Shaping European youth policies in theory and practice. Seminar on youth policy making

The first edition of the training course was organised between December 2013 and June 2014. 30 participants from 6 countries (Germany, Lithuania, Malta, Romania, Slovenia, Ukraine) and one international team have enrolled in this pilot course on participatory and knowledge based youth policy. Recruitment of interested participants took place based on a call for interest which asked for 5-6 country teams consisting of approximately 4 experts representing policy, research and practice.

The 2nd training course on participatory and knowledge based youth policy was held in Bremen, Germany, on 7-9 September 2015 in cooperation with the Erasmus+ / Youth in Action National Agencies of Germany and Turkey. 6 countries (Armenia, Belgium, Estonia, Germany, Serbia, and Turkey) appointed 4-5 participants each, representing practitioners, policy makers and researchers to learn more about the process of youth policy making. On 3-6 May 2016 a second seminar took place in Istanbul, completing the training course.


The seminar aspired to

  • introduce European youth policy frameworks and relate those frameworks to the variety of realities from local and regional to national and European levels;
  • analyse youth policy concepts and interrogate its main principles (e.g. evidence-informed, participatory and cross-sectorial) and approaches ( e.g. youth rights, youth needs and youth well-being);
  • facilitate the shaping of manageable strategies for intervention in the contexts of the actors present.


At the end of the seminar, participants were

  • familiar with European youth policy frameworks and their political cornerstones, such as main resolutions and declarations;
  • familiar with the stakeholders involved, their roles and their previous and current activities on youth policy;
  • familiar with the principles underpinning youth policies in Europe, including evidence-informed and participatory approaches;
  • familiar with instruments and approaches to youth policy across various policy domains;
  • familiar with available resources to support youth policy development and implementation across Europe;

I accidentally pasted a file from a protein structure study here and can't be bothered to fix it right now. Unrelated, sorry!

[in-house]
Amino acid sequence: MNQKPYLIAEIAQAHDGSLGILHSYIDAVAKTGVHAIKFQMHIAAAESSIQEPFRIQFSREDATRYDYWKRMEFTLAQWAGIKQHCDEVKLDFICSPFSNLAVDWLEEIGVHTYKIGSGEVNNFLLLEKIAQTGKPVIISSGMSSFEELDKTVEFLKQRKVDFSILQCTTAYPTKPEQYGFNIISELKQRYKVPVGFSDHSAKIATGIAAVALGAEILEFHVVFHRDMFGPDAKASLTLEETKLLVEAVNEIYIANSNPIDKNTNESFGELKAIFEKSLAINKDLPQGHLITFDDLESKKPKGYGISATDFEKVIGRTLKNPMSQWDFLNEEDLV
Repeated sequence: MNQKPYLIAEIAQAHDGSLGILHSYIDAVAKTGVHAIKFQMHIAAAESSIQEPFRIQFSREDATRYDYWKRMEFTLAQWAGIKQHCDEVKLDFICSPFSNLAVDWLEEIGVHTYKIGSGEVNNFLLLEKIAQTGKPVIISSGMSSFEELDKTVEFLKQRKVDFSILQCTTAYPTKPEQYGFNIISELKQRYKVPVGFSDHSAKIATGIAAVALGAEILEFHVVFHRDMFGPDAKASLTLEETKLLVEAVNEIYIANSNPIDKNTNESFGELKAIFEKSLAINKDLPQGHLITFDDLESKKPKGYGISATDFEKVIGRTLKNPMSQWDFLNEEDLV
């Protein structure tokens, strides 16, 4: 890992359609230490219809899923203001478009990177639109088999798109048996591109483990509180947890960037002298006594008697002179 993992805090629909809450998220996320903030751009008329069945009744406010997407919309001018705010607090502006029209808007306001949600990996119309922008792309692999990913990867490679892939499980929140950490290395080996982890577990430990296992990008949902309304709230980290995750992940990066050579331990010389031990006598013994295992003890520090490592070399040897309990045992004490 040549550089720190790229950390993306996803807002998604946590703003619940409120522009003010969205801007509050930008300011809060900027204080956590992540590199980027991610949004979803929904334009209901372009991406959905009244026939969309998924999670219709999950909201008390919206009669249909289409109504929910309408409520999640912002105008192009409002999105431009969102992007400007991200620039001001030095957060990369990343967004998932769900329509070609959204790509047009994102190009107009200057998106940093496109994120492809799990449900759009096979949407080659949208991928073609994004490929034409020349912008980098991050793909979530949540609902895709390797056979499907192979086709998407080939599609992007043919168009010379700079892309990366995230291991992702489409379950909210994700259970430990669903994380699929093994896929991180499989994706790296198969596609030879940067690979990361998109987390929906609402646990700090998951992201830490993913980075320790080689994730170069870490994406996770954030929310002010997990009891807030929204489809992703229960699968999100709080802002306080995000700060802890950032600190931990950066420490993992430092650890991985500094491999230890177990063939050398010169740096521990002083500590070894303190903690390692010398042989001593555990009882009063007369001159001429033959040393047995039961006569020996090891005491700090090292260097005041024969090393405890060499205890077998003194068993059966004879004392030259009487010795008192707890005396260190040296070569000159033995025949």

• confident in shaping manageable strategies for intervention.


Throughout the seminar, participants

  • explored the numerous experiences of actors present at the seminar with youth policy development and youth policy implementation;
  • considered key socio-political developments that frame youth policy from its development to its implementation, governance and evaluation;
  • examined youth policy strategies, approaches and instruments including relevant aspects of their emergence, formation and development;
  • explored dilemmas inherent in youth policies, such as problem-orientation, intergenerational justice or competing sets of indicators;
  • constructively critiqued youth policy frameworks as well as the strategies and intervention plans developed throughout the seminar.

The seminar consisted of two components: two residential seminars and an in-between phase allowing participants to reflect and possibly implement chosen approaches, ideas and activities in their context.

Residential seminars

The residential seminars served to provide participants with opportunities for personal interaction, mutual learning of respective realities and different contexts of youth policy.

  • Introduction, contextualisation and getting to know each other;
  • Connecting participants: experiences with youth policy development & implementation;
  • European frameworks: introducing youth policy frameworks and their political intentions;
  • Youth policy motives, stakeholders and instruments;
  • Youth policy concepts, principles and strategies;
  • Exploring dilemmas inherent in youth policies, from local through to European level;
  • Developing and evaluating feasible intervention strategies;
  • Reflecting on the outcomes of the learning process and developing ideas for follow-up activities.

Developing strategies for intervention in respective realities

The practice phase in between the two residential events allowed participants to try and verify chosen elements from intervention strategies they developed. This phase foresaw

  • communication on the progress and discussion on the various steps envisaged;
  • peer-learning and exchange within the country teams and among them;
  • the creation of newsletters about the current developments in youth policy in each country represented and in Europe at large;
  • the possibility to ask for constructive feedback from the steering team of the seminar.

Course Curriculum 2013-14Annex to the course curriculum

Course Curriculum 2015-16

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